My job description is “typesetter,” but in this digital age, it mostly consists of using the copy and paste functions, then conforming the text to the paper’s format and style and correcting grammar. When we get a submission only in hard copy, I have to type it by hand. With things like legal property descriptions, this can be tedious (though I do enjoy the precise, formal language), but sometimes it’s enjoyable.

Columnist Mildred Reinhardt always sends her submissions on hard copy and it’s obvious why – the pages are clearly written on a typewriter. This is uplifting. It’s good to know that some people are still using typewriters today. I also enjoy the content, usually about what things were like during her childhood. Daily life of years past, with details like food and candy, dresses and furniture, is fascinating. One of the attractions of watching old movies, like the ones starring Aitkin’s own Warren William I've reviewed here, is seeing the architecture, cars and appliances. I especially like noting the makes of clocks – Westclox are common, and Sessions. In one film, I caught sight of a Breguet – a centuries-old Swiss clock maker, still in business making watches selling for hundreds of thousands.

Returning to the subject of my fellow columnist, perusing garage sales on Memorial Day weekend, I came across another Mildred Reinhardt work – a picture book titled The Centipede who Stopped to Think. It seems to have been self-published, in March of 1986. The book is signed, but perhaps I shouldn’t say to whom because I wouldn’t want the fact that it ended up in a garage sale to cause hard feelings!

It’s a very cute and funny little story. Beginning with a humorous description of centipedes in contrast to other creatures, it tells the tale of a centipede who while “walking along very fast to where he was going, taking one step after another with his many, many legs,” is interrupted by a curious gopher who asks him a question that changes his life – all to a simple, happy ending. The illustrations are simple, black lines that look like ballpoint pen and four colors. The gopher has some very humanlike gestures and the centipede, funny little expressions. Overall, it’s terribly cute and clever and I think any child would enjoy it.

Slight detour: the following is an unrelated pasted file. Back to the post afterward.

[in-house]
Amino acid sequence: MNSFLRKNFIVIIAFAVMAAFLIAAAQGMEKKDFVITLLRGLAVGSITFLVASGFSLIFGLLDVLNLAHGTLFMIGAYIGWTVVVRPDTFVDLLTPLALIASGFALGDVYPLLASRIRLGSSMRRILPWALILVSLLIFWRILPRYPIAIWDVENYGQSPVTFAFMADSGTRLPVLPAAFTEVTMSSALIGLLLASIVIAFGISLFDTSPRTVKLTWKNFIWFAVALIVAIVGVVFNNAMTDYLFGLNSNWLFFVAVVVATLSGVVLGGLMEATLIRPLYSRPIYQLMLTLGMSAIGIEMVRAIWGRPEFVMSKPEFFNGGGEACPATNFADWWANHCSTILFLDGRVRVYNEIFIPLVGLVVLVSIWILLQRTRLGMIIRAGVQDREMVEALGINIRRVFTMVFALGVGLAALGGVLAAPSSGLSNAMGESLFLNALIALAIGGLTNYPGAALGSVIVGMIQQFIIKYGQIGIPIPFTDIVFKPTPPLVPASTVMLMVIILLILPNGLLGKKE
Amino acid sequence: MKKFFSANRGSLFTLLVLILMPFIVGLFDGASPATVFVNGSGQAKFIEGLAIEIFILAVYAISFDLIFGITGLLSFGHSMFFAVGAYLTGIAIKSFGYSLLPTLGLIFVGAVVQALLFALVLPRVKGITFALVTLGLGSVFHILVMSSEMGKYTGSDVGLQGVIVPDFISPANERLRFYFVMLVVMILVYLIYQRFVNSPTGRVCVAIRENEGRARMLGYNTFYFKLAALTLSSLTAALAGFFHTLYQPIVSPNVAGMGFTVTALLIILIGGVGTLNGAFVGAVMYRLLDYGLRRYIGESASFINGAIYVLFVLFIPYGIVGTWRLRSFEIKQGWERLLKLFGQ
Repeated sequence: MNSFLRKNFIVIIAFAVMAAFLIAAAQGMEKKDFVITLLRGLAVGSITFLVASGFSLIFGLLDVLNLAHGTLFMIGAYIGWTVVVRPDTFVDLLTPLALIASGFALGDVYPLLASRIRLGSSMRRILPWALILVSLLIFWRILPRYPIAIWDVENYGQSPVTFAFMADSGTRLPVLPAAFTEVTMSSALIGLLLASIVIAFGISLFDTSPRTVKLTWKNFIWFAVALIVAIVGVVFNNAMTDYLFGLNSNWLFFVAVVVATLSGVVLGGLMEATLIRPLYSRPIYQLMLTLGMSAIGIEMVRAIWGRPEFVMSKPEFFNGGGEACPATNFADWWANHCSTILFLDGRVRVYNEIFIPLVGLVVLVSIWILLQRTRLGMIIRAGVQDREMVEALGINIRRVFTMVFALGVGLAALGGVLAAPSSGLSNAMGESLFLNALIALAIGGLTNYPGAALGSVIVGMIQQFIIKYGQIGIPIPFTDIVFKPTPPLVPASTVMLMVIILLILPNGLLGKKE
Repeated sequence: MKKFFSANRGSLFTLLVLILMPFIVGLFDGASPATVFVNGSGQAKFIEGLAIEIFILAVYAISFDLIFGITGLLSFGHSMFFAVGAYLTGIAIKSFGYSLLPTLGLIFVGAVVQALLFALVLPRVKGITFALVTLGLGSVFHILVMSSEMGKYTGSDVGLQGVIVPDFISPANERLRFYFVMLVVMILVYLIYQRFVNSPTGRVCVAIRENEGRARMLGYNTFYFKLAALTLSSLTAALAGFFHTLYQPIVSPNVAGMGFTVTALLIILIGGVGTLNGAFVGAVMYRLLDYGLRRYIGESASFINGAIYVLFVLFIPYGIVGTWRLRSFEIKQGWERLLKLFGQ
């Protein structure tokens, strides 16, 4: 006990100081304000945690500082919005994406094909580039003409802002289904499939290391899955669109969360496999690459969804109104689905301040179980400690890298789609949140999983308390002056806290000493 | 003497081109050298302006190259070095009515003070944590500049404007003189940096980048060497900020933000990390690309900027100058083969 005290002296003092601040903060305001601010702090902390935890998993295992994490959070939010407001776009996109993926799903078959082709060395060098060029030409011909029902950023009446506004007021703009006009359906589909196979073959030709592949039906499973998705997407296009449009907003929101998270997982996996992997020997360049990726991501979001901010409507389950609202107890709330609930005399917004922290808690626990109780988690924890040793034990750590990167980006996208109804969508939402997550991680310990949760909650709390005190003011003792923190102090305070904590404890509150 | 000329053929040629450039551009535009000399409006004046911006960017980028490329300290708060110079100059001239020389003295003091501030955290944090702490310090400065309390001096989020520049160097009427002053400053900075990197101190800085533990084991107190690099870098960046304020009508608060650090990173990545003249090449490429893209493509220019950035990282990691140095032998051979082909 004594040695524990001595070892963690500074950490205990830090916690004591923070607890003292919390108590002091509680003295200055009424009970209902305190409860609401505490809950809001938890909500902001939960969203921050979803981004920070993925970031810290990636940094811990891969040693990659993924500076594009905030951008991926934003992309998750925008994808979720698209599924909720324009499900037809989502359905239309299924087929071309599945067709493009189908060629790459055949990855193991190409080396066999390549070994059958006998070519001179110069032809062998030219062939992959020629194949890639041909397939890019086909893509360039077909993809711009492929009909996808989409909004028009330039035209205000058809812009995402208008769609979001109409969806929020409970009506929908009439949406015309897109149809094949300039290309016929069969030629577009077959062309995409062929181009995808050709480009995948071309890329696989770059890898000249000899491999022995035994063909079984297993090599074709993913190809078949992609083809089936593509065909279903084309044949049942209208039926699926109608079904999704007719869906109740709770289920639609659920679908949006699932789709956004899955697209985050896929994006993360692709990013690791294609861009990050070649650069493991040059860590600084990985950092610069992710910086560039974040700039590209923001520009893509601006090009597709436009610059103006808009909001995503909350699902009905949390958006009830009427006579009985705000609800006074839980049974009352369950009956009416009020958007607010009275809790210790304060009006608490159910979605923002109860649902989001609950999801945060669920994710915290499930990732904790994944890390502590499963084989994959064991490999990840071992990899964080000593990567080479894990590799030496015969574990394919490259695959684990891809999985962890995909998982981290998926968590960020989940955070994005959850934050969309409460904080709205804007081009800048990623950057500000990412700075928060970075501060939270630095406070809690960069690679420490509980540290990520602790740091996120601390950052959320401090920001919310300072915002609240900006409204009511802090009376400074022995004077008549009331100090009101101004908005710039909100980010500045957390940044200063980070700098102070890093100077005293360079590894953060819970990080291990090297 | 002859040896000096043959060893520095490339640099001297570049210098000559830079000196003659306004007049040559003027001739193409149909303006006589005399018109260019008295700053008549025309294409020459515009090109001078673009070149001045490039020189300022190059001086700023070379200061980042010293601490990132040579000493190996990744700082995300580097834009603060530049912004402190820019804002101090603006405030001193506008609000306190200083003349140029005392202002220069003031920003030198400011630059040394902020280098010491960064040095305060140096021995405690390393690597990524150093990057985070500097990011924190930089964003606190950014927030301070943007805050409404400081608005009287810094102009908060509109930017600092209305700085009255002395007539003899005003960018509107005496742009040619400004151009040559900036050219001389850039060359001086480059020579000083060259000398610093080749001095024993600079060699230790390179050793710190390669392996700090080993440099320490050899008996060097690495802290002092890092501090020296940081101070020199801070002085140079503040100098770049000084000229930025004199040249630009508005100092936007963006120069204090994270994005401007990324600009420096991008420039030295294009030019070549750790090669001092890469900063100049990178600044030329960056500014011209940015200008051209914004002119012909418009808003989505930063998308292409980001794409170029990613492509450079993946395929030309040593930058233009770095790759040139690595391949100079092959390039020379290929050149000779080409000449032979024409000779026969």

There are many variables affecting children’s literacy and ability to learn and many government departments that collect statistics thereon. One incontrovertible fact is that children who are frequently read to at an early age do overwhelmingly better in many ways. The Consumer Product Safety Improvement Act of 2008 banned the distribution of children’s books printed before 1985, supposedly due to dangers of lead in ink. Many of the best and most beautiful of children’s books were produced before this time and multitudes of children who grew up with them never suffered lead poisoning, so some count it fortunate that this law is not strictly enforced. The Centipede who Stopped to Think just barely makes the cutoff, so no legal worries for the garage saler. But old or new, self-published or bestseller, be sure to be on the lookout for good books and read them to your children and grandchildren.

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